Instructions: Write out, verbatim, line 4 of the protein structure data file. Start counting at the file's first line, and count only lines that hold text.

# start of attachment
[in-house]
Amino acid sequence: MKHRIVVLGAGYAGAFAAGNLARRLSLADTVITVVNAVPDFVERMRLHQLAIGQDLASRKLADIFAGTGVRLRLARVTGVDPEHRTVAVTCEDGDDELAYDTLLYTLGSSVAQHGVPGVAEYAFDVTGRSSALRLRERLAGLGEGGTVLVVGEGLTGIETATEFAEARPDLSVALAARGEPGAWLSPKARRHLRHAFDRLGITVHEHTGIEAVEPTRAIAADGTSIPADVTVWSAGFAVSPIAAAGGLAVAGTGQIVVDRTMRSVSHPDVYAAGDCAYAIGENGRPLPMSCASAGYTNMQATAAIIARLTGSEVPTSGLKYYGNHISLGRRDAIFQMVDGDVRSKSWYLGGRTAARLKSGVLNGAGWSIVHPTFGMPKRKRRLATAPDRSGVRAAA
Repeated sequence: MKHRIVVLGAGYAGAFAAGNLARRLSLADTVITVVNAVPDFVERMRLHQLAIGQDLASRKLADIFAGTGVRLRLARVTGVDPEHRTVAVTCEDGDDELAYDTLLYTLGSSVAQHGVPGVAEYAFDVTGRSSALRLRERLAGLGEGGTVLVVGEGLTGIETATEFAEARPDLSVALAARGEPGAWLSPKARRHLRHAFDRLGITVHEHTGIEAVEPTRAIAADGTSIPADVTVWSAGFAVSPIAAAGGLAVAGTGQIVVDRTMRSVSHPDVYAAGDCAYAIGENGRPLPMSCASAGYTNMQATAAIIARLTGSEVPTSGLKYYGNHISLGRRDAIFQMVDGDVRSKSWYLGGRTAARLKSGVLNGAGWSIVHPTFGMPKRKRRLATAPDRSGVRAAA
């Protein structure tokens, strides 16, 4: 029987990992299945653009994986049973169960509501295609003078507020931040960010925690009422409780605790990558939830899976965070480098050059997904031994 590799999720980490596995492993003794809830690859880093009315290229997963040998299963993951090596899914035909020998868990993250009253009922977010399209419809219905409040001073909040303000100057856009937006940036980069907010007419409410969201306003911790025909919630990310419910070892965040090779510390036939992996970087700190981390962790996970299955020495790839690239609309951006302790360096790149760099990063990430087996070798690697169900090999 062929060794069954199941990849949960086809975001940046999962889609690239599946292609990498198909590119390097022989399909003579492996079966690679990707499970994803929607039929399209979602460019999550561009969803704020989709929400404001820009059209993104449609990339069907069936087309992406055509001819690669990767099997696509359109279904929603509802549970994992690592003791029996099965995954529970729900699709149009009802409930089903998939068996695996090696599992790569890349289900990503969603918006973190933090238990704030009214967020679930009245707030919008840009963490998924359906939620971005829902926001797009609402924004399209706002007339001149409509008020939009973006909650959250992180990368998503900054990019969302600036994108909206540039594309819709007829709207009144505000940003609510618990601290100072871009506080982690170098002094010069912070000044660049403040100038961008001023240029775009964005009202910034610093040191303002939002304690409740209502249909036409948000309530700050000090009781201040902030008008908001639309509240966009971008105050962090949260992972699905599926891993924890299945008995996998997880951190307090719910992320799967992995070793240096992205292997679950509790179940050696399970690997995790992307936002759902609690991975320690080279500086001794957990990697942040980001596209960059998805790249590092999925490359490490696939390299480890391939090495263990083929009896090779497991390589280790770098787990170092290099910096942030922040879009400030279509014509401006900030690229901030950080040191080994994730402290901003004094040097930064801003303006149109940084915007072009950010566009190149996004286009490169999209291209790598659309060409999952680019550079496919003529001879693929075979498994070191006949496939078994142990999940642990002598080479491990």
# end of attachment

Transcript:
């Protein structure tokens, strides 16, 4: 029987990992299945653009994986049973169960509501295609003078507020931040960010925690009422409780605790990558939830899976965070480098050059997904031994 590799999720980490596995492993003794809830690859880093009315290229997963040998299963993951090596899914035909020998868990993250009253009922977010399209419809219905409040001073909040303000100057856009937006940036980069907010007419409410969201306003911790025909919630990310419910070892965040090779510390036939992996970087700190981390962790996970299955020495790839690239609309951006302790360096790149760099990063990430087996070798690697169900090999 062929060794069954199941990849949960086809975001940046999962889609690239599946292609990498198909590119390097022989399909003579492996079966690679990707499970994803929607039929399209979602460019999550561009969803704020989709929400404001820009059209993104449609990339069907069936087309992406055509001819690669990767099997696509359109279904929603509802549970994992690592003791029996099965995954529970729900699709149009009802409930089903998939068996695996090696599992790569890349289900990503969603918006973190933090238990704030009214967020679930009245707030919008840009963490998924359906939620971005829902926001797009609402924004399209706002007339001149409509008020939009973006909650959250992180990368998503900054990019969302600036994108909206540039594309819709007829709207009144505000940003609510618990601290100072871009506080982690170098002094010069912070000044660049403040100038961008001023240029775009964005009202910034610093040191303002939002304690409740209502249909036409948000309530700050000090009781201040902030008008908001639309509240966009971008105050962090949260992972699905599926891993924890299945008995996998997880951190307090719910992320799967992995070793240096992205292997679950509790179940050696399970690997995790992307936002759902609690991975320690080279500086001794957990990697942040980001596209960059998805790249590092999925490359490490696939390299480890391939090495263990083929009896090779497991390589280790770098787990170092290099910096942030922040879009400030279509014509401006900030690229901030950080040191080994994730402290901003004094040097930064801003303006149109940084915007072009950010566009190149996004286009490169999209291209790598659309060409999952680019550079496919003529001879693929075979498994070191006949496939078994142990999940642990002598080479491990």